The circular statistic angular deviation was used to index the variable error in the pointer readings (Batschelet, 1981). Variable error was the within participant variability of responses across trials for a given combination of the different levels of Turn Number, Turn Size, and Target.
The raw data were the confidence ratings that participants produced. Analyses were conducted on the mean confidence ratings across trials for a given combination of the different levels of Turn Number, Turn Size, and Target.
The data for the aforementioned participant who did not follow instructions were removed prior to analysis, as was the data for one additional participant, who despite changes made to clarify the instructions, still expressed confusion about them. Both excluded participants received full credit for their participation.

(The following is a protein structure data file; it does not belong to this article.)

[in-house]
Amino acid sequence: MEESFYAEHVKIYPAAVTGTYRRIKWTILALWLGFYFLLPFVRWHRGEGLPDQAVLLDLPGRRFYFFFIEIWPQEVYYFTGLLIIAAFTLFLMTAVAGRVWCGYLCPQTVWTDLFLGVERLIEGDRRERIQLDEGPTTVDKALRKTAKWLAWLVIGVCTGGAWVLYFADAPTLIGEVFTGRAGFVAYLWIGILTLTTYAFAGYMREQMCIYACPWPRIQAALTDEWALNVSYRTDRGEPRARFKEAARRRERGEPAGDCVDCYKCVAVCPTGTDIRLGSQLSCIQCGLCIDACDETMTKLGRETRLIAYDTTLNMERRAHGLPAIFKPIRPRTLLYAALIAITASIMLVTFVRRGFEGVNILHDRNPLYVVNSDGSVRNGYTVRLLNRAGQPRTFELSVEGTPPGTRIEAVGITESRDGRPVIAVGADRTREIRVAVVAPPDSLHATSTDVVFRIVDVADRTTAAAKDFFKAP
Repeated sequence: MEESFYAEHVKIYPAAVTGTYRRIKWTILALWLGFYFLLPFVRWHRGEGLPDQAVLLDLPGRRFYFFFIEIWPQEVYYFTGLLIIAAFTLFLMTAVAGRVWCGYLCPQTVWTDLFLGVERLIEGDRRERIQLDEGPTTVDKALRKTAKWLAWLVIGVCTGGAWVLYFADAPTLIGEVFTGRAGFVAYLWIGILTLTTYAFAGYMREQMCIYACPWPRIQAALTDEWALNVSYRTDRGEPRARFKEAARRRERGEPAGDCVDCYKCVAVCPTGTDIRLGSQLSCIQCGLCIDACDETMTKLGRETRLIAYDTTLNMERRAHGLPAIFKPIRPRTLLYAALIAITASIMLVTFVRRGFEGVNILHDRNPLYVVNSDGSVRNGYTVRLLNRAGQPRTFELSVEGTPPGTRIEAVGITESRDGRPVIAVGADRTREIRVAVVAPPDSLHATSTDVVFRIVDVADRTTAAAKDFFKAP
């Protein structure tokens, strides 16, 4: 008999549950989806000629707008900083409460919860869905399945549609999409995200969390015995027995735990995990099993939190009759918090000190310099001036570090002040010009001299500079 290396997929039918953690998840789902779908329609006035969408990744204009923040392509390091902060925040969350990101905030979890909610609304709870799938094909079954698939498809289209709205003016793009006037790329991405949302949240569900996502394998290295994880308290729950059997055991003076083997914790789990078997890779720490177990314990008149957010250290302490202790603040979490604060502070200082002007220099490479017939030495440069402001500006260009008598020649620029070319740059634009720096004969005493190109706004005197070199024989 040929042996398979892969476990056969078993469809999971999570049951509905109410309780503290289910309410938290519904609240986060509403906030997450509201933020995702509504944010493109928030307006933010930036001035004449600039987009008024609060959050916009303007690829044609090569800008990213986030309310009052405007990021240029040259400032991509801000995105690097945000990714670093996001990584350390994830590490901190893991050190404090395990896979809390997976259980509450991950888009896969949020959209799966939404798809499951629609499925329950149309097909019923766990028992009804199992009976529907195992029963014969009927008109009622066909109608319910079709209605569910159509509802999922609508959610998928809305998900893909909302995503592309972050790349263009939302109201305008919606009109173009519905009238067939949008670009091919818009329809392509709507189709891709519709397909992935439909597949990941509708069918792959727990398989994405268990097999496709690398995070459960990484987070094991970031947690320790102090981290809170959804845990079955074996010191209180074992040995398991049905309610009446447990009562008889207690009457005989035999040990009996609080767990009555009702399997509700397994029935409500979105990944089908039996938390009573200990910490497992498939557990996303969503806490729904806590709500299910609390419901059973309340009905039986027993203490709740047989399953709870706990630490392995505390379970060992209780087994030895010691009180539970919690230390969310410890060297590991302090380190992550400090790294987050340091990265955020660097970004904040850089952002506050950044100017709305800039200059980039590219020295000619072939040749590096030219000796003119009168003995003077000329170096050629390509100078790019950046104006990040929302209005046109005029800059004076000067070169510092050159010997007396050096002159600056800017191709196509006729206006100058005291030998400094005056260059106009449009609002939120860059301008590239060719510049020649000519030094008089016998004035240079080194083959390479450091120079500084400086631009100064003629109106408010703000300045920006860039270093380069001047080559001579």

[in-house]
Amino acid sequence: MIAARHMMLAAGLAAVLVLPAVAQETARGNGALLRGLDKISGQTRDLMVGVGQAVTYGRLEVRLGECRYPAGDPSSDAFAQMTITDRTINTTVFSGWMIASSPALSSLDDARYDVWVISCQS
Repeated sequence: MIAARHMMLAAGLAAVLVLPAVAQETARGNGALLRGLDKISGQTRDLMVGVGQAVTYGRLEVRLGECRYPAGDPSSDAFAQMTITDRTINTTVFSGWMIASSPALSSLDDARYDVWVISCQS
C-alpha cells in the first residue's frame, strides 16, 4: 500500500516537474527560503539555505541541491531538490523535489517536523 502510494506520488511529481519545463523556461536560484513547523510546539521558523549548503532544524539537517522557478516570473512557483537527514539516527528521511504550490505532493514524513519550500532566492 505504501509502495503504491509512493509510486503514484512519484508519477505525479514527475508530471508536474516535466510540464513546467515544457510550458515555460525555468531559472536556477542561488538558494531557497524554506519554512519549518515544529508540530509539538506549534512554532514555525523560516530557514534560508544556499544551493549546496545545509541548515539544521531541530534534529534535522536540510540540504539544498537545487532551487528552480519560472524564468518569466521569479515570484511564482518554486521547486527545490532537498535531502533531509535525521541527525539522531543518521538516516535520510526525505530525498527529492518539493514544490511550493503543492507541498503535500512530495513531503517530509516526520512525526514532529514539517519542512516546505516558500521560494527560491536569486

For the Home condition incremental error is analyzed here; cumulative error will be examined subsequently. Figures 2a and 2b present the mean error in the pointer data for the 70 Degree and 200 Degree conditions as a function of Turn Number and Target. The grand mean for signed error across all conditions and participants was −9.8°. Statistical analyses are summarized in Table 1. Mean error varied as a function of Turn Number in the 70 Degree condition, with the most interesting component of the effect being an increasingly negative mean error as a function of Turn Number. Mean error also varied as a function of Turn Number in the 200 Degree condition, with the most interesting component of the effect being an increasingly positive mean error as a function of Turn Number. In the 200 Degree condition, mean error was more negative in the Home condition than the Turn Beginning condition. In the 70 Degree condition, mean error did not vary as a function of Target. In the 70 Degree condition, the effects of Turn Number and Target interacted in the mean-error data. However, the linear component of this effect was not significant. In the 200 Degree condition, the effects of Turn Number and Target did not interact in the mean-error data.